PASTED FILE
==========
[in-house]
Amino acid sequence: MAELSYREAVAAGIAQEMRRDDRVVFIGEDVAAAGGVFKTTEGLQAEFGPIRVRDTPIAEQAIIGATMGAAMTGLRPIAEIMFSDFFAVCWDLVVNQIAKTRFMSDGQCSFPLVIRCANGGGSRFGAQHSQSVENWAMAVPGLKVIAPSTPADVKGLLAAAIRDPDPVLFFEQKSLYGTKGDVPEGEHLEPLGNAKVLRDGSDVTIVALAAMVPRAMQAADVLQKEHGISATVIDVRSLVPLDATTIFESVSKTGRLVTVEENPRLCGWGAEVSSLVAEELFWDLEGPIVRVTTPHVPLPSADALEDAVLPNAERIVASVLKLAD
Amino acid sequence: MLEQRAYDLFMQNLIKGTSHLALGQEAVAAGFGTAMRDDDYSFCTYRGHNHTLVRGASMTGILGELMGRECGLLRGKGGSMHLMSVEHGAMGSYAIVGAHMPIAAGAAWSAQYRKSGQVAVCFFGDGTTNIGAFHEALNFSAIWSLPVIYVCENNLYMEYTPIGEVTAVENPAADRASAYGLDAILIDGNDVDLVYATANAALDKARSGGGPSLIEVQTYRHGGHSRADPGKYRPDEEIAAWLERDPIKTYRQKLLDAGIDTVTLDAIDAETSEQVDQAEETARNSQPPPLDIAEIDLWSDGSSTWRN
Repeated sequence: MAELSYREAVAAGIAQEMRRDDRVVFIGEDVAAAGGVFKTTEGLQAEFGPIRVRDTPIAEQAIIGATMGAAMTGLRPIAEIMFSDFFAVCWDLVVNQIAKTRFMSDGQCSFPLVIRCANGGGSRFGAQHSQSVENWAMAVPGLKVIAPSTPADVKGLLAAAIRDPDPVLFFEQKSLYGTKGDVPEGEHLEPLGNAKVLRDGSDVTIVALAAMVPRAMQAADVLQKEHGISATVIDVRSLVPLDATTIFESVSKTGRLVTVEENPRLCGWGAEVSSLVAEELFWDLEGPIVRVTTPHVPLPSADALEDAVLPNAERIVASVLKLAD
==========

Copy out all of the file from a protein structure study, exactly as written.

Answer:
[in-house]
Amino acid sequence: MAELSYREAVAAGIAQEMRRDDRVVFIGEDVAAAGGVFKTTEGLQAEFGPIRVRDTPIAEQAIIGATMGAAMTGLRPIAEIMFSDFFAVCWDLVVNQIAKTRFMSDGQCSFPLVIRCANGGGSRFGAQHSQSVENWAMAVPGLKVIAPSTPADVKGLLAAAIRDPDPVLFFEQKSLYGTKGDVPEGEHLEPLGNAKVLRDGSDVTIVALAAMVPRAMQAADVLQKEHGISATVIDVRSLVPLDATTIFESVSKTGRLVTVEENPRLCGWGAEVSSLVAEELFWDLEGPIVRVTTPHVPLPSADALEDAVLPNAERIVASVLKLAD
Amino acid sequence: MLEQRAYDLFMQNLIKGTSHLALGQEAVAAGFGTAMRDDDYSFCTYRGHNHTLVRGASMTGILGELMGRECGLLRGKGGSMHLMSVEHGAMGSYAIVGAHMPIAAGAAWSAQYRKSGQVAVCFFGDGTTNIGAFHEALNFSAIWSLPVIYVCENNLYMEYTPIGEVTAVENPAADRASAYGLDAILIDGNDVDLVYATANAALDKARSGGGPSLIEVQTYRHGGHSRADPGKYRPDEEIAAWLERDPIKTYRQKLLDAGIDTVTLDAIDAETSEQVDQAEETARNSQPPPLDIAEIDLWSDGSSTWRN
Repeated sequence: MAELSYREAVAAGIAQEMRRDDRVVFIGEDVAAAGGVFKTTEGLQAEFGPIRVRDTPIAEQAIIGATMGAAMTGLRPIAEIMFSDFFAVCWDLVVNQIAKTRFMSDGQCSFPLVIRCANGGGSRFGAQHSQSVENWAMAVPGLKVIAPSTPADVKGLLAAAIRDPDPVLFFEQKSLYGTKGDVPEGEHLEPLGNAKVLRDGSDVTIVALAAMVPRAMQAADVLQKEHGISATVIDVRSLVPLDATTIFESVSKTGRLVTVEENPRLCGWGAEVSSLVAEELFWDLEGPIVRVTTPHVPLPSADALEDAVLPNAERIVASVLKLAD